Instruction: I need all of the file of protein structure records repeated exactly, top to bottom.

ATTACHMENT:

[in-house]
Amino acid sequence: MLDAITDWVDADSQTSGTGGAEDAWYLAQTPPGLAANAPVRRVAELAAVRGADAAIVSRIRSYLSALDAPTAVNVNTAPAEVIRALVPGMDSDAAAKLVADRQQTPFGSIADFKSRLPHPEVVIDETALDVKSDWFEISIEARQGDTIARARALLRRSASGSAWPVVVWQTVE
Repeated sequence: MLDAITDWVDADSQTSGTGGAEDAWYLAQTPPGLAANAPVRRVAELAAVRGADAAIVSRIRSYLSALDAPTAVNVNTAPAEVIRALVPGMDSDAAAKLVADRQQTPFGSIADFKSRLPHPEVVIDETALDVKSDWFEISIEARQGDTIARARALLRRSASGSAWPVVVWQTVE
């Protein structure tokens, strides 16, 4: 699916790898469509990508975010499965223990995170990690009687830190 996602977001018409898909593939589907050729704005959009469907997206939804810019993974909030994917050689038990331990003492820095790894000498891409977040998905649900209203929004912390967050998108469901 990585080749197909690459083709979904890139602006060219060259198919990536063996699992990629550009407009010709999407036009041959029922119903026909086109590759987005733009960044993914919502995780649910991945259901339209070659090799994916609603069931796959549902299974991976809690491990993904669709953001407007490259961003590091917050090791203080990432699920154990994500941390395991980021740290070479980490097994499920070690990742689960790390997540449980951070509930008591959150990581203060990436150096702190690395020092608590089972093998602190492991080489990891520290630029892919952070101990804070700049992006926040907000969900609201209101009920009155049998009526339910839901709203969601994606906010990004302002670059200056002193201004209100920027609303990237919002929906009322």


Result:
[in-house]
Amino acid sequence: MLDAITDWVDADSQTSGTGGAEDAWYLAQTPPGLAANAPVRRVAELAAVRGADAAIVSRIRSYLSALDAPTAVNVNTAPAEVIRALVPGMDSDAAAKLVADRQQTPFGSIADFKSRLPHPEVVIDETALDVKSDWFEISIEARQGDTIARARALLRRSASGSAWPVVVWQTVE
Repeated sequence: MLDAITDWVDADSQTSGTGGAEDAWYLAQTPPGLAANAPVRRVAELAAVRGADAAIVSRIRSYLSALDAPTAVNVNTAPAEVIRALVPGMDSDAAAKLVADRQQTPFGSIADFKSRLPHPEVVIDETALDVKSDWFEISIEARQGDTIARARALLRRSASGSAWPVVVWQTVE
């Protein structure tokens, strides 16, 4: 699916790898469509990508975010499965223990995170990690009687830190 996602977001018409898909593939589907050729704005959009469907997206939804810019993974909030994917050689038990331990003492820095790894000498891409977040998905649900209203929004912390967050998108469901 990585080749197909690459083709979904890139602006060219060259198919990536063996699992990629550009407009010709999407036009041959029922119903026909086109590759987005733009960044993914919502995780649910991945259901339209070659090799994916609603069931796959549902299974991976809690491990993904669709953001407007490259961003590091917050090791203080990432699920154990994500941390395991980021740290070479980490097994499920070690990742689960790390997540449980951070509930008591959150990581203060990436150096702190690395020092608590089972093998602190492991080489990891520290630029892919952070101990804070700049992006926040907000969900609201209101009920009155049998009526339910839901709203969601994606906010990004302002670059200056002193201004209100920027609303990237919002929906009322």